LMPD :: Louisville Metro Police Department

Facts: What we know about the shooting death of Breonna Taylor


WAVE 3 News is committed to fair, truthful and thorough reporting.

The recent case of a deadly shooting by LMPD officers has gained national attention, and locally, many on social media are making varied claims about the case, and about the way local media have covered it. So we want to share a list of facts that we have confirmed, and answer some questions rooted in inaccurate social media posts by some members of the local community.

First, a note on our own coverage. Our resources and attention have been focused on the current global health emergency. As we’ve learned more about this case, we are dedicating additional resources to it and will continue to do so.

  • LMPD officers went to the home of Breonna Taylor on Springfield Drive on March 13 to serve a warrant related to a drug trafficking investigation.
  • LMPD officials described that warrant as a “no-knock warrant,” meaning the officers were not required to announce themselves upon arriving at Taylor’s home, but they did anyway. Taylor’s family and attorneys dispute that the officers announced themselves.
  • A shootout ensued between a suspect inside the home -- Taylor’s boyfriend, Kenneth Walker -- and the LMPD officers. One LMPD officer was struck, and three of them fired back. The officer who was struck was not seriously injured.
  • Taylor was shot multiple times and died during the shootout. Walker, who also was struck but has since recovered, has been charged with attempted murder of a police officer.
  • Three LMPD officers -- Jon Mattingly, Brent Hankinson and Myles Cosgrove -- were all placed on administrative assignment, per department protocol.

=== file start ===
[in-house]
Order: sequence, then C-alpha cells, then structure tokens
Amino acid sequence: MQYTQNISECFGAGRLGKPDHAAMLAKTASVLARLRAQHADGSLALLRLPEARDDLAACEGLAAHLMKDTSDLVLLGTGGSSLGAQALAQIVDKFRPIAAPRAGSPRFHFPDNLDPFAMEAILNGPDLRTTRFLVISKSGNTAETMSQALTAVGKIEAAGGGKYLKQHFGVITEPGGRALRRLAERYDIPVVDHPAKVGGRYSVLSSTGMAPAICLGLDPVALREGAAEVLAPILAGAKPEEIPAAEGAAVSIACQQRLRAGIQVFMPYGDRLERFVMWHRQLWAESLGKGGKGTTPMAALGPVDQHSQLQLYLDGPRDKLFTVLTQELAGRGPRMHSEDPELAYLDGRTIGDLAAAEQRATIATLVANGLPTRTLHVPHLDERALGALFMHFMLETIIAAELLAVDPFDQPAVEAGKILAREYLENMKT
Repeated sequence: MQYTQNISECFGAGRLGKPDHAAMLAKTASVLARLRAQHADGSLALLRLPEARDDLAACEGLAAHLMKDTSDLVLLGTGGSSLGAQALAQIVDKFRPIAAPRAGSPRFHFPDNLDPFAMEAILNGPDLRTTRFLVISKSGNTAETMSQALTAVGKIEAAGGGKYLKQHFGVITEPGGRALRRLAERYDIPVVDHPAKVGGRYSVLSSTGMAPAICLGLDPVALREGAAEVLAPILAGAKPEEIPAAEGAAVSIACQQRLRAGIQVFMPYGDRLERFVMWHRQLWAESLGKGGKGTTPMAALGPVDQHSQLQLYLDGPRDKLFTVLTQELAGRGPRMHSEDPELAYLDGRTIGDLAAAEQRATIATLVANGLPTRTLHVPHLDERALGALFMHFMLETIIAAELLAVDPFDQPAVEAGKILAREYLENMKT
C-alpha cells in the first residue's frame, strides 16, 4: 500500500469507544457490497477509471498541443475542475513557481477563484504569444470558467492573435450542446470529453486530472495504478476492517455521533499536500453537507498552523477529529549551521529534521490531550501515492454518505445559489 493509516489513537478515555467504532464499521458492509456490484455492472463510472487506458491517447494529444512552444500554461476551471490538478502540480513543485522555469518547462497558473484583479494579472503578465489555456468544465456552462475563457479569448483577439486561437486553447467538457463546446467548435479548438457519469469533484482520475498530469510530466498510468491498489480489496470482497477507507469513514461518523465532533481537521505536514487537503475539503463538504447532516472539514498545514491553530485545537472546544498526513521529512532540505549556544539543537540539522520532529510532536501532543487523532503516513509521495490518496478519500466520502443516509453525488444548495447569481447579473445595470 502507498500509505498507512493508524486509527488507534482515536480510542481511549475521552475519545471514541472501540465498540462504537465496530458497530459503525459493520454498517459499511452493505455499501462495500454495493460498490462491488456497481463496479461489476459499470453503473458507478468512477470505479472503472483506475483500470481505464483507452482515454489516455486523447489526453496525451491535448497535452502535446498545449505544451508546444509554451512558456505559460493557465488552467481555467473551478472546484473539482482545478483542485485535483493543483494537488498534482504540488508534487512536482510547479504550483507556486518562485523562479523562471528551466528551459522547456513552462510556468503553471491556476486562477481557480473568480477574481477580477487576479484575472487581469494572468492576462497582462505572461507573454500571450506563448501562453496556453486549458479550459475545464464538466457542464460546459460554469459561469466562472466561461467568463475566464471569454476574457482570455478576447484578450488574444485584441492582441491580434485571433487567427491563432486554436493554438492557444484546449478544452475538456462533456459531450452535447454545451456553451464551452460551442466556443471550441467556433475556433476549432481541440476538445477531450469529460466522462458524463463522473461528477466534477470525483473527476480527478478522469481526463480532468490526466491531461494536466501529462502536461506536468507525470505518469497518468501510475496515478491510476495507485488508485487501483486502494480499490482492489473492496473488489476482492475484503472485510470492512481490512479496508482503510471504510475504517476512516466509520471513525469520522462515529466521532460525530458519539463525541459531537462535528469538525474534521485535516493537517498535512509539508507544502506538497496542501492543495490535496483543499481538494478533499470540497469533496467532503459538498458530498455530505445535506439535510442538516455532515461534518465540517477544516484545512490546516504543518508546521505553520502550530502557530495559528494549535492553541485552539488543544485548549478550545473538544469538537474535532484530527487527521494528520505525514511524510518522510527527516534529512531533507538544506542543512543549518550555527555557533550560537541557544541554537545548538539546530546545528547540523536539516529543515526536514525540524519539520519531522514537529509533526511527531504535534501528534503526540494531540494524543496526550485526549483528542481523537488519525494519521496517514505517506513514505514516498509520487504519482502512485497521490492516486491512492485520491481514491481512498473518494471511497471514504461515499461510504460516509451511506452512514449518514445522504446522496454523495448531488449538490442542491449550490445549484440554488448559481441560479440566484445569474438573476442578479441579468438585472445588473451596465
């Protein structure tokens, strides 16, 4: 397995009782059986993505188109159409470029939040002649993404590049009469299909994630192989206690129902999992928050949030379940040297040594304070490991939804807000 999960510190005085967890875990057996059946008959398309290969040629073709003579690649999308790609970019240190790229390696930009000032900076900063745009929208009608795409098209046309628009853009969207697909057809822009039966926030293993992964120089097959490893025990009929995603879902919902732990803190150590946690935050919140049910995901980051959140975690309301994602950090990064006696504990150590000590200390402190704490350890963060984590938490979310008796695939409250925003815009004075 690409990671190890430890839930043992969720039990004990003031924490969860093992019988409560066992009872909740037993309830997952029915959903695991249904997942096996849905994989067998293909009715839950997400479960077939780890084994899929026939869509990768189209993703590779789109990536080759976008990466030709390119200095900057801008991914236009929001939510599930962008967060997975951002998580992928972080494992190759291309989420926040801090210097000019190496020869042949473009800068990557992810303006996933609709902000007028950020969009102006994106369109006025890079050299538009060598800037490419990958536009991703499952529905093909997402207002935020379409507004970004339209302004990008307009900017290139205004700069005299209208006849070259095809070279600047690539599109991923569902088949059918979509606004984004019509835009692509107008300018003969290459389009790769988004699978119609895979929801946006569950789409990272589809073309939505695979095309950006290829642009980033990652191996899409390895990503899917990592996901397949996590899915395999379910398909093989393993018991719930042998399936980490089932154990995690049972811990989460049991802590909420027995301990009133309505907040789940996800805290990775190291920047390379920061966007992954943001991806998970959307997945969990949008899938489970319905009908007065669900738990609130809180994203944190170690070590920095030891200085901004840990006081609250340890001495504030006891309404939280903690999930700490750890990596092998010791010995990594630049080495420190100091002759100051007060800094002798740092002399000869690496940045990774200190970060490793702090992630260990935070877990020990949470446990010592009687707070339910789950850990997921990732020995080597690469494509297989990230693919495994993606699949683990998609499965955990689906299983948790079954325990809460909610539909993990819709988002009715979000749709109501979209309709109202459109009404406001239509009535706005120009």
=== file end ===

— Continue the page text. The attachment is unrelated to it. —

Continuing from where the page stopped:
• There is no officer body-camera video of the incident.
  • Police fired shots from the outside into the apartment through closed blinds.
  • Another suspect named in the warrant, Jamarcus Glover, was arrested at another location a short time before the police shootout at Taylor’s home, according to the citation.
  • Breonna Taylor was not armed.
  • Taylor’s family has filed a civil lawsuit that states Walker thought someone was breaking into the apartment, and that’s why he fired back.
  • Attorneys for Taylor said neither Taylor nor Walker had a history of drugs or violence.

And here are some responses to several inaccuracies the WAVE 3 News team has seen being passed around social media:

  • Statement: Police had the wrong address
    Fact: Taylor’s correct address was on the warrant, including her apartment number and pictures of the outside of her apartment and patio.
  • Statement: Breonna Taylor’s name wasn’t on the warrant
    Fact: Breonna Taylor’s name was one of three peopled named in the warrant, which included her date of birth.
  • Statement: Police should have knocked and announced themselves before entering the home
    Fact: The warrant was a “no-knock” warrant, meaning officers were not required to announce themselves before making entry.
  • Statement: Breonna Taylor was shot while sleeping in her bedroom
    Fact: She was not asleep and was shot in the hallway outside of her bedroom when police returned fire, according to police records.
  • Statement: Police already had a suspect in custody
    Fact: One person related to the drug trafficking investigation, Jamarcus Glover, was arrested at a different location on the same date, but at least two more people, possibly three, named in the warrant were at Taylor’s home at the time of the shootout.